The Commerce Commission is facing another hurdle in its campaign to prosecute those behind price fixing even if they live outside New Zealand – the organisation now has to argue for the right at the Supreme Court.
Both the High Court and the Court of Appeal have supported the Commerce Commission right to prosecute Nufarm executives Elias Akle and Andrew Poynter for price fixing even though they weren’t in New Zealand at the time the offending took place.
But now Mr Akle and Mr Poynter have taken their case to the Supreme Court so a final decision on whether the Commerce Commission has the right to prosecute. The Supreme Court has approved the appeal process.
The case relates back to price fixing by three Nufarm companies, which operated the Fernz Timber Protection brand, and resulted in the company being fined $1.9 million for price fixing and market sharing with competitor Koppers Arch.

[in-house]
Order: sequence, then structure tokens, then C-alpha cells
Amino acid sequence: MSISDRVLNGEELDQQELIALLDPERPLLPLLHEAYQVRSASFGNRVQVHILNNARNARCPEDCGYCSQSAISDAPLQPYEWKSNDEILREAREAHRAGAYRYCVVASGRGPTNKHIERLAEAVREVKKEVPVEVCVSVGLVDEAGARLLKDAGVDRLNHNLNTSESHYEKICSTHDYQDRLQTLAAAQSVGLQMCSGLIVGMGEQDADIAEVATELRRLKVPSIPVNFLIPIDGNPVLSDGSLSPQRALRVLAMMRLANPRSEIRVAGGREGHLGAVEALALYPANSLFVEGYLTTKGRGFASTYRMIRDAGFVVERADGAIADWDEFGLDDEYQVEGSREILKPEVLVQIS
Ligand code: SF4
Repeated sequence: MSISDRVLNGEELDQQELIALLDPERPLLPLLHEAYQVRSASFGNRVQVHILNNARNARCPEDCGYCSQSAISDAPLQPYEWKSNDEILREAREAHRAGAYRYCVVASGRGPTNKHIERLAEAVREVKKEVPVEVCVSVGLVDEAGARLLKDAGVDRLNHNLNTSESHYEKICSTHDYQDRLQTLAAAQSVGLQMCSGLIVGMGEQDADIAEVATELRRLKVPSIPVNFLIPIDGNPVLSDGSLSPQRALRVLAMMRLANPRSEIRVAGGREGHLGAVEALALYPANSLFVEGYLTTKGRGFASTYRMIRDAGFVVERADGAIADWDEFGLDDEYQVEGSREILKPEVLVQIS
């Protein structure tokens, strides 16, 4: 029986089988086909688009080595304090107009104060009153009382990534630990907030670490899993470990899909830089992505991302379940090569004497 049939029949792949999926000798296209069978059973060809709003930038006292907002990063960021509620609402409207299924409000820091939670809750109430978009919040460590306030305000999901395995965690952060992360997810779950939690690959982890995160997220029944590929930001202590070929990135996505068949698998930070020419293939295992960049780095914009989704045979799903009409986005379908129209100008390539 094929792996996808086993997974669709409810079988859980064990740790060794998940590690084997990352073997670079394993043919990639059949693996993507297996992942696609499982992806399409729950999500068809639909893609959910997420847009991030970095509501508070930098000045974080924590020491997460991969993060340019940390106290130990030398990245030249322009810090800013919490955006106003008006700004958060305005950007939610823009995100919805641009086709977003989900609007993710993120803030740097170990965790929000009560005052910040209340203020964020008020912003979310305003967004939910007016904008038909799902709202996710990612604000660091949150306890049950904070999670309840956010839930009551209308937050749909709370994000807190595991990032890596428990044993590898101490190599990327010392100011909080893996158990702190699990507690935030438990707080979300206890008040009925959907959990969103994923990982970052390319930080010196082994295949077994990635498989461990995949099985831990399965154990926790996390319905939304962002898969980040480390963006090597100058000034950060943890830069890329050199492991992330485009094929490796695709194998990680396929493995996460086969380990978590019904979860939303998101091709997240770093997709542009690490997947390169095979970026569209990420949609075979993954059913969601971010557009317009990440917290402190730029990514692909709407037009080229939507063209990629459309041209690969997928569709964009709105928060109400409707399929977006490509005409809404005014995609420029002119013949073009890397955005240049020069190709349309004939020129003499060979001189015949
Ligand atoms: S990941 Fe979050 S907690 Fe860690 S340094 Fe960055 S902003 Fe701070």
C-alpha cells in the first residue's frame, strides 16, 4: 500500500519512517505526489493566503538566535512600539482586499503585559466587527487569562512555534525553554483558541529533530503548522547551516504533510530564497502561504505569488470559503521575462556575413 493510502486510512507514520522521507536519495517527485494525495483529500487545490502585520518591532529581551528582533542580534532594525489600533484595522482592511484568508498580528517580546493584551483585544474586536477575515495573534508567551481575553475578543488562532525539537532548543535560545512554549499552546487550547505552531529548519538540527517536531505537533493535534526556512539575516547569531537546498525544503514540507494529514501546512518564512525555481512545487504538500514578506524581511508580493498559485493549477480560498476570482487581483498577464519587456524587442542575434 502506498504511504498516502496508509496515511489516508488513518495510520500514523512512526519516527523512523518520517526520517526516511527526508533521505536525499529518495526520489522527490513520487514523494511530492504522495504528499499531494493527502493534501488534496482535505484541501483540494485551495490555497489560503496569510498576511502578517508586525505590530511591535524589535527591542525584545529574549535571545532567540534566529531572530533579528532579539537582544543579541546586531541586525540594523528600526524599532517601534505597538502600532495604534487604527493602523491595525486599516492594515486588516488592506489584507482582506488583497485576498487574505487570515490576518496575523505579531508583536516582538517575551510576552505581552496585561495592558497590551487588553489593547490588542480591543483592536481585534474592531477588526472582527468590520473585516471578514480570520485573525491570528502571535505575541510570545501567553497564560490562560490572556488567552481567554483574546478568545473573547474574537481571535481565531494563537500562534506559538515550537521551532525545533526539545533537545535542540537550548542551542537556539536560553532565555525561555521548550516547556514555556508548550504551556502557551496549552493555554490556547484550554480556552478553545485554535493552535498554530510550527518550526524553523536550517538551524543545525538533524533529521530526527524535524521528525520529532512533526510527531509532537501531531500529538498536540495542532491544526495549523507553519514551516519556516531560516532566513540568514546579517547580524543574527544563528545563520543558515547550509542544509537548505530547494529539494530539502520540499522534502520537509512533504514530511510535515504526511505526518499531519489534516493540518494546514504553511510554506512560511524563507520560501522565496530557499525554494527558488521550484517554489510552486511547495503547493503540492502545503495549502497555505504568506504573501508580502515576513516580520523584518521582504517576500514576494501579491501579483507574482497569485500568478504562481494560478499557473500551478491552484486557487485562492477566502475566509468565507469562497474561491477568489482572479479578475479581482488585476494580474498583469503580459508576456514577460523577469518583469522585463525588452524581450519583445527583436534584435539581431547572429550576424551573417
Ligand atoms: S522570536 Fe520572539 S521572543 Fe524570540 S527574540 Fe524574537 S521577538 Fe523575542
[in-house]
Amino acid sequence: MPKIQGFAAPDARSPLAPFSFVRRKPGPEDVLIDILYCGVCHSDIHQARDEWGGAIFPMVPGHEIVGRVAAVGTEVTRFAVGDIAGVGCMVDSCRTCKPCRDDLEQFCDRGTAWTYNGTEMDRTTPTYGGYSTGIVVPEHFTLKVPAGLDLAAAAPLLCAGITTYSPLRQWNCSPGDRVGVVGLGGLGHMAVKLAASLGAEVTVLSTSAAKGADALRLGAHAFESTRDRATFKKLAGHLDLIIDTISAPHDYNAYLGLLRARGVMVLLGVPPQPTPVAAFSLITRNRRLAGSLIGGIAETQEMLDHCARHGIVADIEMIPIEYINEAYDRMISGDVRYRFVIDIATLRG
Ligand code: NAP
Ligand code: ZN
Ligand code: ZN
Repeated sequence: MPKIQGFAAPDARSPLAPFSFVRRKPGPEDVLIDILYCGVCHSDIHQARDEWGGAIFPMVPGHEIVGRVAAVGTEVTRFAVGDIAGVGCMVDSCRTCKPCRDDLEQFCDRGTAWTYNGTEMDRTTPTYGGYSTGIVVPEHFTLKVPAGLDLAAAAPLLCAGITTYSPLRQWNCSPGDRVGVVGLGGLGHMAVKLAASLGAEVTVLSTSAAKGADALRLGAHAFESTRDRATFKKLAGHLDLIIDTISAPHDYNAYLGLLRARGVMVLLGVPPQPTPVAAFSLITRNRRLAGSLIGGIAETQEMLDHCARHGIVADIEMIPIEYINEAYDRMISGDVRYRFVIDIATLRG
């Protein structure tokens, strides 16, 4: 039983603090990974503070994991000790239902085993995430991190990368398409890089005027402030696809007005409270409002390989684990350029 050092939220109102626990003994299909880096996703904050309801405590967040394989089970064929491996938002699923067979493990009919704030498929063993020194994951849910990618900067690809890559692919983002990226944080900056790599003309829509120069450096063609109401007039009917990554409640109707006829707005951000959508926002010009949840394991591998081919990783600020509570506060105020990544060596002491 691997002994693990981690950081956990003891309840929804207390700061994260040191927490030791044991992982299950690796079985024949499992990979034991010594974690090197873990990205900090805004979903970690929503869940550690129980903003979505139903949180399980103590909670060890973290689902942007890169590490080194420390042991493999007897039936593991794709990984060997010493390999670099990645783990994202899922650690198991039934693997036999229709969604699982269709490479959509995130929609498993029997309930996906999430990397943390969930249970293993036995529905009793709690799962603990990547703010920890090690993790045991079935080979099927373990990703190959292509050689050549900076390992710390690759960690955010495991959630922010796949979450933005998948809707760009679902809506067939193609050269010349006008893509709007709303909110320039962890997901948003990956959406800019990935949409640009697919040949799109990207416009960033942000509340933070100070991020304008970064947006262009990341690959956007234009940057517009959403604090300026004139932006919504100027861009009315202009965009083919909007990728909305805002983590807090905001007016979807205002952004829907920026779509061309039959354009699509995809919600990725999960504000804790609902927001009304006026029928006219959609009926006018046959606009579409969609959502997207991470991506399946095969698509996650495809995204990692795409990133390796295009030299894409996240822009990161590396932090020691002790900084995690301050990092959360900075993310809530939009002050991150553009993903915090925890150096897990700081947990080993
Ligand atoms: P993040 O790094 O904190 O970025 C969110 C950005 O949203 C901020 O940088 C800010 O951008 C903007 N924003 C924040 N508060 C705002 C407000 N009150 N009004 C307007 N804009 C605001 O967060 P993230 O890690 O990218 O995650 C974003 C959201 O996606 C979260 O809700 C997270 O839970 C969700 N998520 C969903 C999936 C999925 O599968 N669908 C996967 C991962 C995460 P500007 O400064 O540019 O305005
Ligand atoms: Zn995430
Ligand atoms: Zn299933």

Messrs Akle, Harris and Poynter had tried to avoid being prosecuted for their role, arguing that because the activity had not happened here they could not be prosecuted.
This court case is important because it will define whether agreements that breach the Commerce Act and were entered into overseas – but are aimed at New Zealand markets – can be the subject of legal action here.
This article is tagged with the following keywords. Find out more about MyNBR Tags
- Rich Lister John Spencer of Caxton paper fame dies
- Intueri suspends dividends, warns of regulatory hit
- MARKET CLOSE: NZ shares fall on underwhelming SkyCity outlook; Xero, MRP decline
- NZ POLITICS DAILY: The new critics of Waitangi
- Auckland Council, James Hardie appeal ruling on leaky building claim made beyond 10-year limit
Most listened to
- Tech commentator Paul Brislen breaks down the latest telco sector report
- NBR reporter Tim Hunter discusses Intueri's problems
- NZ ambassador to Turkey Jonathan Curr talks about improving Turkish - NZ relations
- Hamish McNicol discusses Masala Restaurants and Kim Dotcom in this week's Court Report
- Conflict controversies, increased sports rights competition and MIA IPOs: Chelsea Armitage and Nick Grant on NZ media